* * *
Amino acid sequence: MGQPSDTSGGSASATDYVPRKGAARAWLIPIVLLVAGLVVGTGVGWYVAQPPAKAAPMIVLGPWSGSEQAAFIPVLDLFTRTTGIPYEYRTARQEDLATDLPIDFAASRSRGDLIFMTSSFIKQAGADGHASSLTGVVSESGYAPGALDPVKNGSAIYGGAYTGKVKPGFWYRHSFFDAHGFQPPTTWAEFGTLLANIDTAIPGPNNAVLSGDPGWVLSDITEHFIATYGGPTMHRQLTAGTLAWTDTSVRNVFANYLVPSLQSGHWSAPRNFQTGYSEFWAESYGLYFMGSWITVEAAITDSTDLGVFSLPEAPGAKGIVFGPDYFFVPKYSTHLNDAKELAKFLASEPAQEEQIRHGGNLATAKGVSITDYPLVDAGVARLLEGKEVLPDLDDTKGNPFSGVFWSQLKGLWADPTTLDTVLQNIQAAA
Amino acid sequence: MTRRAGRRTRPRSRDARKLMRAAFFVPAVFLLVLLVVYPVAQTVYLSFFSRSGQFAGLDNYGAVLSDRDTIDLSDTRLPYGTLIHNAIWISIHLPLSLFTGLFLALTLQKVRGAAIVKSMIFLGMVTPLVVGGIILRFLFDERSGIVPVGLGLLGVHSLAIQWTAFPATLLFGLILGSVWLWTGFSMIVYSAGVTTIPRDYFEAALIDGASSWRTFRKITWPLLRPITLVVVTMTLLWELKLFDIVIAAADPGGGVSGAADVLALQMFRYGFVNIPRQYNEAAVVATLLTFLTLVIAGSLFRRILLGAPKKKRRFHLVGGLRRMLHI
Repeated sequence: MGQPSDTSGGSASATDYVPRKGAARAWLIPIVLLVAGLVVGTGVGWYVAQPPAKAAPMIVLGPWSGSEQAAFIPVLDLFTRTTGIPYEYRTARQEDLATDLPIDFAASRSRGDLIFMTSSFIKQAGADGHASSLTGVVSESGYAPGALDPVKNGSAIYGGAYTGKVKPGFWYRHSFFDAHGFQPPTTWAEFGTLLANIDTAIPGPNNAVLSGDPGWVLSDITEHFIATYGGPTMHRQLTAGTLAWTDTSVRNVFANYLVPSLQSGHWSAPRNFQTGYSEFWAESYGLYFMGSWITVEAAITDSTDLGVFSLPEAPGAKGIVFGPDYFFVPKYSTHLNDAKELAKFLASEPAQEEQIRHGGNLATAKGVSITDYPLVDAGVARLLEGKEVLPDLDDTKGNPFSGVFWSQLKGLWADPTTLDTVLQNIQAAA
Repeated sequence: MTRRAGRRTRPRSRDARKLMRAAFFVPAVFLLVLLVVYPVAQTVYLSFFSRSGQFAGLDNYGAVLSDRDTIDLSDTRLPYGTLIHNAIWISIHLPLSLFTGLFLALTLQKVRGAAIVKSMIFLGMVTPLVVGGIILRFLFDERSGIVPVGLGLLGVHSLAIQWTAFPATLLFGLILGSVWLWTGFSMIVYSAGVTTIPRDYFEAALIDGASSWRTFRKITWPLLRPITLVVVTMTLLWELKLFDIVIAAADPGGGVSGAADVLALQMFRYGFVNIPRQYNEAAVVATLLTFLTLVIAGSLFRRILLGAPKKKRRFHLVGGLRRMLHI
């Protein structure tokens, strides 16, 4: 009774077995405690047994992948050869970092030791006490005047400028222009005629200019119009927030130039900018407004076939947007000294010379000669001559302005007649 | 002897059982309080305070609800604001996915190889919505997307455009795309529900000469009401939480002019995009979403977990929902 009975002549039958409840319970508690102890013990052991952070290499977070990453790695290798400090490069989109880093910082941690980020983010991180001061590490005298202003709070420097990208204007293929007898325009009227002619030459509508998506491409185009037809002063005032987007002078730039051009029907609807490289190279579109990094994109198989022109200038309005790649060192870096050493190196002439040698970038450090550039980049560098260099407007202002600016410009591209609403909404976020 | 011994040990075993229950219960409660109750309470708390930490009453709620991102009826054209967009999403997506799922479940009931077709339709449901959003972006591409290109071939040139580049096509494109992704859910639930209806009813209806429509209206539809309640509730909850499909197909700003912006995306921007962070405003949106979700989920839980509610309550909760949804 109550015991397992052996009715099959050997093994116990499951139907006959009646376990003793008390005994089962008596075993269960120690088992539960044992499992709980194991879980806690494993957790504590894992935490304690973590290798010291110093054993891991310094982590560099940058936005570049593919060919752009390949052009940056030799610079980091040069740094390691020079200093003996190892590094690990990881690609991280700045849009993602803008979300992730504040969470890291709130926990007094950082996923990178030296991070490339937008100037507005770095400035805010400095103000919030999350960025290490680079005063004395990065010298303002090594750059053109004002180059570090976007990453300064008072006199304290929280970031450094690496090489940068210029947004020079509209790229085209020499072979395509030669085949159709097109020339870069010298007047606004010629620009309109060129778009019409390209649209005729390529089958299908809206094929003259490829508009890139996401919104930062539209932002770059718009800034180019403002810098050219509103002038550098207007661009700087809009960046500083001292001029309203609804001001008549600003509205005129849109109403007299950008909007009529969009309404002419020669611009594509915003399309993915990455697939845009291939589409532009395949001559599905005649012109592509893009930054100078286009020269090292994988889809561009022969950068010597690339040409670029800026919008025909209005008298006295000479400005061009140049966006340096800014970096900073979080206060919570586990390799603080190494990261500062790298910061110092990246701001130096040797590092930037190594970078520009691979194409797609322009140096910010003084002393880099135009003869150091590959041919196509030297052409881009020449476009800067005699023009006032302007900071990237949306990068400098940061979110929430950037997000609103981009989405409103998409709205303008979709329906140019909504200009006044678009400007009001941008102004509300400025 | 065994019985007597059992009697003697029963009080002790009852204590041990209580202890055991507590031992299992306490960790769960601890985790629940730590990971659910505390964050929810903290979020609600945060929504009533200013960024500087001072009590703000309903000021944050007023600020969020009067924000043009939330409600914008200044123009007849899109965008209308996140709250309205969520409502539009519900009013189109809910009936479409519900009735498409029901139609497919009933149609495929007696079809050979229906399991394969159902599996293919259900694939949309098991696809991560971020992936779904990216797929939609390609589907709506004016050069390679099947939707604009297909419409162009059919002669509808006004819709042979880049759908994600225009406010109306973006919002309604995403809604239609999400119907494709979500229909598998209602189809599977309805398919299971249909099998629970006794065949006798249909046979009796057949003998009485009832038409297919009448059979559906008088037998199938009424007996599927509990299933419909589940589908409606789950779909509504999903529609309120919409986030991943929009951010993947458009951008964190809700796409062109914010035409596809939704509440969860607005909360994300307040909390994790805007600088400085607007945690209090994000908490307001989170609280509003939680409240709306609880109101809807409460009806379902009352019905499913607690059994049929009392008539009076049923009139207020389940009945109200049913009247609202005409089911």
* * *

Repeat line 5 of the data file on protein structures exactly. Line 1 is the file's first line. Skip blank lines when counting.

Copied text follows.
């Protein structure tokens, strides 16, 4: 009774077995405690047994992948050869970092030791006490005047400028222009005629200019119009927030130039900018407004076939947007000294010379000669001559302005007649 | 002897059982309080305070609800604001996915190889919505997307455009795309529900000469009401939480002019995009979403977990929902 009975002549039958409840319970508690102890013990052991952070290499977070990453790695290798400090490069989109880093910082941690980020983010991180001061590490005298202003709070420097990208204007293929007898325009009227002619030459509508998506491409185009037809002063005032987007002078730039051009029907609807490289190279579109990094994109198989022109200038309005790649060192870096050493190196002439040698970038450090550039980049560098260099407007202002600016410009591209609403909404976020 | 011994040990075993229950219960409660109750309470708390930490009453709620991102009826054209967009999403997506799922479940009931077709339709449901959003972006591409290109071939040139580049096509494109992704859910639930209806009813209806429509209206539809309640509730909850499909197909700003912006995306921007962070405003949106979700989920839980509610309550909760949804 109550015991397992052996009715099959050997093994116990499951139907006959009646376990003793008390005994089962008596075993269960120690088992539960044992499992709980194991879980806690494993957790504590894992935490304690973590290798010291110093054993891991310094982590560099940058936005570049593919060919752009390949052009940056030799610079980091040069740094390691020079200093003996190892590094690990990881690609991280700045849009993602803008979300992730504040969470890291709130926990007094950082996923990178030296991070490339937008100037507005770095400035805010400095103000919030999350960025290490680079005063004395990065010298303002090594750059053109004002180059570090976007990453300064008072006199304290929280970031450094690496090489940068210029947004020079509209790229085209020499072979395509030669085949159709097109020339870069010298007047606004010629620009309109060129778009019409390209649209005729390529089958299908809206094929003259490829508009890139996401919104930062539209932002770059718009800034180019403002810098050219509103002038550098207007661009700087809009960046500083001292001029309203609804001001008549600003509205005129849109109403007299950008909007009529969009309404002419020669611009594509915003399309993915990455697939845009291939589409532009395949001559599905005649012109592509893009930054100078286009020269090292994988889809561009022969950068010597690339040409670029800026919008025909209005008298006295000479400005061009140049966006340096800014970096900073979080206060919570586990390799603080190494990261500062790298910061110092990246701001130096040797590092930037190594970078520009691979194409797609322009140096910010003084002393880099135009003869150091590959041919196509030297052409881009020449476009800067005699023009006032302007900071990237949306990068400098940061979110929430950037997000609103981009989405409103998409709205303008979709329906140019909504200009006044678009400007009001941008102004509300400025 | 065994019985007597059992009697003697029963009080002790009852204590041990209580202890055991507590031992299992306490960790769960601890985790629940730590990971659910505390964050929810903290979020609600945060929504009533200013960024500087001072009590703000309903000021944050007023600020969020009067924000043009939330409600914008200044123009007849899109965008209308996140709250309205969520409502539009519900009013189109809910009936479409519900009735498409029901139609497919009933149609495929007696079809050979229906399991394969159902599996293919259900694939949309098991696809991560971020992936779904990216797929939609390609589907709506004016050069390679099947939707604009297909419409162009059919002669509808006004819709042979880049759908994600225009406010109306973006919002309604995403809604239609999400119907494709979500229909598998209602189809599977309805398919299971249909099998629970006794065949006798249909046979009796057949003998009485009832038409297919009448059979559906008088037998199938009424007996599927509990299933419909589940589908409606789950779909509504999903529609309120919409986030991943929009951010993947458009951008964190809700796409062109914010035409596809939704509440969860607005909360994300307040909390994790805007600088400085607007945690209090994000908490307001989170609280509003939680409240709306609880109101809807409460009806379902009352019905499913607690059994049929009392008539009076049923009139207020389940009945109200049913009247609202005409089911």